The study also found that mercury levels in Atlantic bluefin tuna have increased by an estimated 56% due to seawater temperature rise since 1969.Climate change “is not just about what the weather is like in 10 years,” said lead researcher Amina Schartup. “It’s also about what’s on your plate in the next five.”

Scientists said human exposure to methylmercury — the compound created when mercury enters the ocean — is especially risky for pregnant women, as it has been linked to long-term neurological disorders when fetuses are exposed in the womb. It is considered a major public health concern by the World Health Organization.

“It’s not that everyone should be terrified after reading our paper and stop eating seafood, which is a very healthy, nutritious food,” senior author Elsie Sunderland told Reuters. “We wanted to show people that climate change can have a direct impact on what you’re eating today, that these things can affect your health … not just things like severe weather and flooding and sea level rise.”

Since the late 1990s, mercury concentrations have declined overall following increased regulations and decreased coal-burning power plants. In 2017, a global treaty was introduced to reduce mercury emissions.

But mercury levels in fish have not fallen as expected. The treaty failed to account for overfishing’s massive effects on marine ecosystems or climate change’s impact on the diets of fish. So, much of our current seafood supply actually contains more mercury than before.

According to a recent report by Australian climate experts, the world’s oceans will likely lose about one-sixth of its fish and other marine life by the end of the century if climate change continues on its current path. If the world’s greenhouse gas emissions stay at the present rate, that means a 17% loss of biomass — the total weight of all marine animal life — by the year 2100. But if the world reduces carbon pollution, losses can be limited to only about 5%, the study said.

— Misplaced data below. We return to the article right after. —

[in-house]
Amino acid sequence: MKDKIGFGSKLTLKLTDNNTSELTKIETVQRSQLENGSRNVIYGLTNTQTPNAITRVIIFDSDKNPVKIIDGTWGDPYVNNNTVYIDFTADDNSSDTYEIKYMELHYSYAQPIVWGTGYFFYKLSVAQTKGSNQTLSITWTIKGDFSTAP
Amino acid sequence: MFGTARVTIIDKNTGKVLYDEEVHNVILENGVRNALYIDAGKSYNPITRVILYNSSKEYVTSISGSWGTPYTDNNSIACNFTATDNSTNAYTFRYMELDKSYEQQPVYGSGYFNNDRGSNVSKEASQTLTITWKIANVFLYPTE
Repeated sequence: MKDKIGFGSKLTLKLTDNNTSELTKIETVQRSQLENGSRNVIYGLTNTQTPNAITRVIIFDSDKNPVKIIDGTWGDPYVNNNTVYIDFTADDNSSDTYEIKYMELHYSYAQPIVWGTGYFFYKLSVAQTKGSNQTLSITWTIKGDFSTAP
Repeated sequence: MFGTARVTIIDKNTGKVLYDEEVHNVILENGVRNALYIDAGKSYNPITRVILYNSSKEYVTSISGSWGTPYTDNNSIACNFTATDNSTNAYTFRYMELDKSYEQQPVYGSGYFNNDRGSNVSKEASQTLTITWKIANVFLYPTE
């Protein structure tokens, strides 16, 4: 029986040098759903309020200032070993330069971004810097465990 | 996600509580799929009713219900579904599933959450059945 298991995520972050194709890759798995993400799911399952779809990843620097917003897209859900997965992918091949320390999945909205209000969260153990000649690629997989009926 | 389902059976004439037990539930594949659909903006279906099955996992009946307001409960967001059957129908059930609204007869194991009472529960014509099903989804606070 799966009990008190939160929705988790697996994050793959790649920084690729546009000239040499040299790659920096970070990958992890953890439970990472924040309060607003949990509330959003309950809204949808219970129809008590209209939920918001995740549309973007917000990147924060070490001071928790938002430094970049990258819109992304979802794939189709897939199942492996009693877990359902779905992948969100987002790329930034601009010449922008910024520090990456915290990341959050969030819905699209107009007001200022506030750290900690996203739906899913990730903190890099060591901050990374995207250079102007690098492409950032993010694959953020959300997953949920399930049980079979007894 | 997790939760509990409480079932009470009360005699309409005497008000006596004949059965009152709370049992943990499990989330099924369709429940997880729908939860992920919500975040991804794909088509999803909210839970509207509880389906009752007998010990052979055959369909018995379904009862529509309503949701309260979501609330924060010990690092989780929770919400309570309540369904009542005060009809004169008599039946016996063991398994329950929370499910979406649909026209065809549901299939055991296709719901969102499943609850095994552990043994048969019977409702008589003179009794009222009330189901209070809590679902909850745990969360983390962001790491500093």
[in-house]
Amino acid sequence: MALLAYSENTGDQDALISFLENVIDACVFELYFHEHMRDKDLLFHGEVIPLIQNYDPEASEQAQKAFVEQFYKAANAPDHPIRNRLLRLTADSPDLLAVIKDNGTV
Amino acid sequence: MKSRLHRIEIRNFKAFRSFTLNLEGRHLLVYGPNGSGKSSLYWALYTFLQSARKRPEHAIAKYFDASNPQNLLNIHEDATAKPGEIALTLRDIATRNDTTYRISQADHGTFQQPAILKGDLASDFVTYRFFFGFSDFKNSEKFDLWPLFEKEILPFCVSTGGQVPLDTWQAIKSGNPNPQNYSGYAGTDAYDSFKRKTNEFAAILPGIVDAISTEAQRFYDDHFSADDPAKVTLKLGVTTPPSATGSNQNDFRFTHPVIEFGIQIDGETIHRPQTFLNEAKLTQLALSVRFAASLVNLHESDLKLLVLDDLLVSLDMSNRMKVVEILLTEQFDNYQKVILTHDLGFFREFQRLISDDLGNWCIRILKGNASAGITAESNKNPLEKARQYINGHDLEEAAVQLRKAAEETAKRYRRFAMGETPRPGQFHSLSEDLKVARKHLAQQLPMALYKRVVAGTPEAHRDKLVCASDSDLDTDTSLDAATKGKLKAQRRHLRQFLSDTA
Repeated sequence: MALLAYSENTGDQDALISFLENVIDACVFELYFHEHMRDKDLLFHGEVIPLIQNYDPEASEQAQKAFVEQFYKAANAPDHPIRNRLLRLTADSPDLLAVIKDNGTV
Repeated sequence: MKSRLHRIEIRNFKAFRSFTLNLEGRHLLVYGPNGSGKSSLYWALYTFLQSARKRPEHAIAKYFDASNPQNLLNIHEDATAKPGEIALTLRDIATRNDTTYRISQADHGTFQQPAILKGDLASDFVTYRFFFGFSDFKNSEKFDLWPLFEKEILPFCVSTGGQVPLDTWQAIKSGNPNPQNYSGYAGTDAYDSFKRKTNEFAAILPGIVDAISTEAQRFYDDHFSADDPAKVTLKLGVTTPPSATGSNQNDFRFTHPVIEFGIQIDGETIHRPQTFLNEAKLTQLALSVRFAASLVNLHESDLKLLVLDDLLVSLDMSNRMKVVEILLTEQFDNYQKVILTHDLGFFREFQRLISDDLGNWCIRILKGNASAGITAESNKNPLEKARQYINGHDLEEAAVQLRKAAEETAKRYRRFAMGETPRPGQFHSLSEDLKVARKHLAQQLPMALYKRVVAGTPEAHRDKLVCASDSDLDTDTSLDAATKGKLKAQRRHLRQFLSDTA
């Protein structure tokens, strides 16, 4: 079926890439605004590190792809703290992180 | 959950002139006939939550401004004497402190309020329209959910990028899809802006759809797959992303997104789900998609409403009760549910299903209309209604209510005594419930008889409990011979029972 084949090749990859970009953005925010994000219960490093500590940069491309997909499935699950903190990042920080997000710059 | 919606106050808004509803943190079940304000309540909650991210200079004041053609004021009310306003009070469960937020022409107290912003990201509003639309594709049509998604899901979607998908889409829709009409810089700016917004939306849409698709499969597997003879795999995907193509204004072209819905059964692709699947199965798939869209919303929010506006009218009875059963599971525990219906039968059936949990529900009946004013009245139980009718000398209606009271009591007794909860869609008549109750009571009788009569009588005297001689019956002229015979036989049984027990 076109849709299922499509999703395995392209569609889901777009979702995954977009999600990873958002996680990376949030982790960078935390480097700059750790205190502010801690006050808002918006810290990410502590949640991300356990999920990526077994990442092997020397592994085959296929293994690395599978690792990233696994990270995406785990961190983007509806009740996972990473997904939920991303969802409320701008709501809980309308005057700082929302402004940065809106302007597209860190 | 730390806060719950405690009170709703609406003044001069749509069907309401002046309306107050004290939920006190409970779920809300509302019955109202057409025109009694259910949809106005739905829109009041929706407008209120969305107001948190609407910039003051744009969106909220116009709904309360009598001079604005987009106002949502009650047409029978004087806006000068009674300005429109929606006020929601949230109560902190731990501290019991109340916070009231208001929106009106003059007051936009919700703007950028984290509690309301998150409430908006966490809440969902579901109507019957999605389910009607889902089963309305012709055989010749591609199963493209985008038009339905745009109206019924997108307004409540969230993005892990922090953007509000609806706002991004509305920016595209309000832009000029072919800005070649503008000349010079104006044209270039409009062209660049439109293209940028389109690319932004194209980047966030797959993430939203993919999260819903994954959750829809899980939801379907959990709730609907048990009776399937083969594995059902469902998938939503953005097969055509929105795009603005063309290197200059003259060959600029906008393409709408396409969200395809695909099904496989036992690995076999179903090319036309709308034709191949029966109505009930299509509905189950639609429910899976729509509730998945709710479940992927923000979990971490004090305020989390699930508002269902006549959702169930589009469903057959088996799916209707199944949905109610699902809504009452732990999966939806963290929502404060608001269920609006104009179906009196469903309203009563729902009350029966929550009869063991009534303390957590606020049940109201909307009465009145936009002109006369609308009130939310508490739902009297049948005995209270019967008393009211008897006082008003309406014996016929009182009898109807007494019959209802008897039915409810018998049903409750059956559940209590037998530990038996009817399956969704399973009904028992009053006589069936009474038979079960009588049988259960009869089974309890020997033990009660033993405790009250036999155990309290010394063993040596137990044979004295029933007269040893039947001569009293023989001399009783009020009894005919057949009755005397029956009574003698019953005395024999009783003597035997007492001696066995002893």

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But our regulations against mercury pollution could be weakening under the Trump administration. In December, the Environmental Protection Agency targeted an Obama-era regulation credited with helping dramatically reduce toxic mercury pollution from coal-fired power plants.

In the U.S. coal power plants are the largest single manmade source of mercury pollutants. As coal combustion emits mercury into the atmosphere, the ocean absorbs it, converting it into methylmercury. The EPA proposal argued that savings for companies were greater than any increased perils to safety or the environment.

The carbon we release into the atmosphere has a direct correlation to the toxins that end up in our food supply.

Methylmercury levels increase when an animal eats its prey — accumulating in larger doses as it goes through the food chain. So when a human consumes tuna, for example, it is also consuming all of the mercury consumed by its prey, all the way down the food chain.